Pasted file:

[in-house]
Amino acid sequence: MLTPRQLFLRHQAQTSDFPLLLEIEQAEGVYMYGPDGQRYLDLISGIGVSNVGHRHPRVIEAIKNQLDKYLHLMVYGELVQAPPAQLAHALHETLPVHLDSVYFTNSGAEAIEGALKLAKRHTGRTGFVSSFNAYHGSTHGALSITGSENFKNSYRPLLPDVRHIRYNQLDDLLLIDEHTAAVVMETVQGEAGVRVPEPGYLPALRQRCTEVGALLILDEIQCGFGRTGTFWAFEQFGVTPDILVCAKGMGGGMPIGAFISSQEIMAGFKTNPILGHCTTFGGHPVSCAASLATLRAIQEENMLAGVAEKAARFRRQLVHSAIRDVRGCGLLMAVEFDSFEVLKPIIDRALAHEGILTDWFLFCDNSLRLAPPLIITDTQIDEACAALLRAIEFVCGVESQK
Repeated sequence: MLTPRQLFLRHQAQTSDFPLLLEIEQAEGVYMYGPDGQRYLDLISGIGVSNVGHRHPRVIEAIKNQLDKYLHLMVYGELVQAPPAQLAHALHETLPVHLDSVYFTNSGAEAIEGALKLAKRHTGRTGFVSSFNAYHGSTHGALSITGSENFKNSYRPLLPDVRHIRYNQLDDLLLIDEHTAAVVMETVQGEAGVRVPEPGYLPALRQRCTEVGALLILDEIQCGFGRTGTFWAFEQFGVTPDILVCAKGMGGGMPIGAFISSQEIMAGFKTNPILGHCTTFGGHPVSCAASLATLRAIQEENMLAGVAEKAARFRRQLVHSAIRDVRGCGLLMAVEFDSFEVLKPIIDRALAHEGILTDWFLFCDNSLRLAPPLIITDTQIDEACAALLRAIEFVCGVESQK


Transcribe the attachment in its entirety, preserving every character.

[in-house]
Amino acid sequence: MLTPRQLFLRHQAQTSDFPLLLEIEQAEGVYMYGPDGQRYLDLISGIGVSNVGHRHPRVIEAIKNQLDKYLHLMVYGELVQAPPAQLAHALHETLPVHLDSVYFTNSGAEAIEGALKLAKRHTGRTGFVSSFNAYHGSTHGALSITGSENFKNSYRPLLPDVRHIRYNQLDDLLLIDEHTAAVVMETVQGEAGVRVPEPGYLPALRQRCTEVGALLILDEIQCGFGRTGTFWAFEQFGVTPDILVCAKGMGGGMPIGAFISSQEIMAGFKTNPILGHCTTFGGHPVSCAASLATLRAIQEENMLAGVAEKAARFRRQLVHSAIRDVRGCGLLMAVEFDSFEVLKPIIDRALAHEGILTDWFLFCDNSLRLAPPLIITDTQIDEACAALLRAIEFVCGVESQK
Repeated sequence: MLTPRQLFLRHQAQTSDFPLLLEIEQAEGVYMYGPDGQRYLDLISGIGVSNVGHRHPRVIEAIKNQLDKYLHLMVYGELVQAPPAQLAHALHETLPVHLDSVYFTNSGAEAIEGALKLAKRHTGRTGFVSSFNAYHGSTHGALSITGSENFKNSYRPLLPDVRHIRYNQLDDLLLIDEHTAAVVMETVQGEAGVRVPEPGYLPALRQRCTEVGALLILDEIQCGFGRTGTFWAFEQFGVTPDILVCAKGMGGGMPIGAFISSQEIMAGFKTNPILGHCTTFGGHPVSCAASLATLRAIQEENMLAGVAEKAARFRRQLVHSAIRDVRGCGLLMAVEFDSFEVLKPIIDRALAHEGILTDWFLFCDNSLRLAPPLIITDTQIDEACAALLRAIEFVCGVESQK